There are several possible solutions to the challenges enumerated above. First, the crowdfunding portals could seek to limit the use of SAFEs to the “right” sort of companies—those that are likely to raise future capital from institutional investors. While policing the types of securities offered by crowdfunding companies may sound like a tall task for the portals, many of them already market themselves as significantly curating the offerings they make available on their platforms. Second, the portals could amend the forms of SAFE currently on offer to address some of the specific issues we have raised. This would be a positive development, to be sure, but it would not address the deeper problems that flow from the fact that many of these crowdfunding issuers will never raise institutional venture capital. Third, and finally, the funding portals could remove the SAFE from their menu of financing instruments. We believe that this last approach represents the simplest and best solution to the various problems identified above. A Reg CF company that is a likely candidate for raising future venture capital and that wants to issue a SAFE-like security could instead issue a convertible note, which is similar to the SAFE in many respects but which accrues interest, has a maturity date and offers retail investors other protections that are associated with debt instruments .
Other Investment Options May Be Better
If the SAFE were to disappear, the company could issue debt, common equity or preferred equity (the latter two providing investors with the full benefit of being shareholders of the company, including most importantly, the protection of fiduciary duties owed by the company’s board of directors). All of these alternatives are, in our view, more suitable vehicles for investing in crowdfunding companies than is the SAFE.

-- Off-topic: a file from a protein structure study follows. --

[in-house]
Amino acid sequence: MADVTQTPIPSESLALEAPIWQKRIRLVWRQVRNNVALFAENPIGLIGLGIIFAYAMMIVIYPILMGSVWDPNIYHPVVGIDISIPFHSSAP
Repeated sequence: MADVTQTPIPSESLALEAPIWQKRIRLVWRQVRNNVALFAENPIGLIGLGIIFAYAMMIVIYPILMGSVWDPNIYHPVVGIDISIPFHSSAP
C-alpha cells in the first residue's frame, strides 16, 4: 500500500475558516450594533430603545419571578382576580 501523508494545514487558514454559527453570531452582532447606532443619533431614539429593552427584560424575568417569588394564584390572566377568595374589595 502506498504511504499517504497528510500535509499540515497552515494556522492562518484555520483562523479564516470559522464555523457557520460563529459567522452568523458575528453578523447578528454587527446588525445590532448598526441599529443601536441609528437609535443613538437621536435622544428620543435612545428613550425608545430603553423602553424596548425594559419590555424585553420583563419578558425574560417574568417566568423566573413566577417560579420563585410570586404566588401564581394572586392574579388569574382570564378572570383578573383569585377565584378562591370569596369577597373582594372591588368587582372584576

In summary, while the SAFE may have a role to play in providing capital to early-stage companies outside of the crowdfunding context, it is not the right tool for channeling retail investment capital to crowdfunding companies.
(Editors Note: This post is based on the authors’ recent paper “Crowdfunding and the Not-So-Safe SAFE.” The full paper can be downloaded via SSRN for free here. A version of this article was previously published on the Harvard Law School Forum on Corporate Governance and Financial Regulation.)
John Coyle is an Associate Professor at the University of North Carolina School of Law. He teaches and writes about venture capital. Prior to joining the faculty at UNC, he clerked for Judge Reena Raggi on the U.S. Court of Appeals for the Second Circuit and worked as an associate at Covington & Burling LLP in Washington D.C.
Joe Green writes Thomson Reuters Practical Law’s startup and venture capital content and is a principal member of the Practical Law Startup Resource Group, working across practice areas to develop relevant know-how materials for practitioners in the startup space. He writes and speaks frequently on crowdfunding and other startup law topics. Prior to joining Practical Law, Joe was a senior attorney at Gunderson Dettmer, where he advised startups, entrepreneurs, and premier venture capital investors on a wide range of legal and business issues. After graduating from UVA Law, he began his career as a securities lawyer with Simpson Thacher & Bartlett in New York.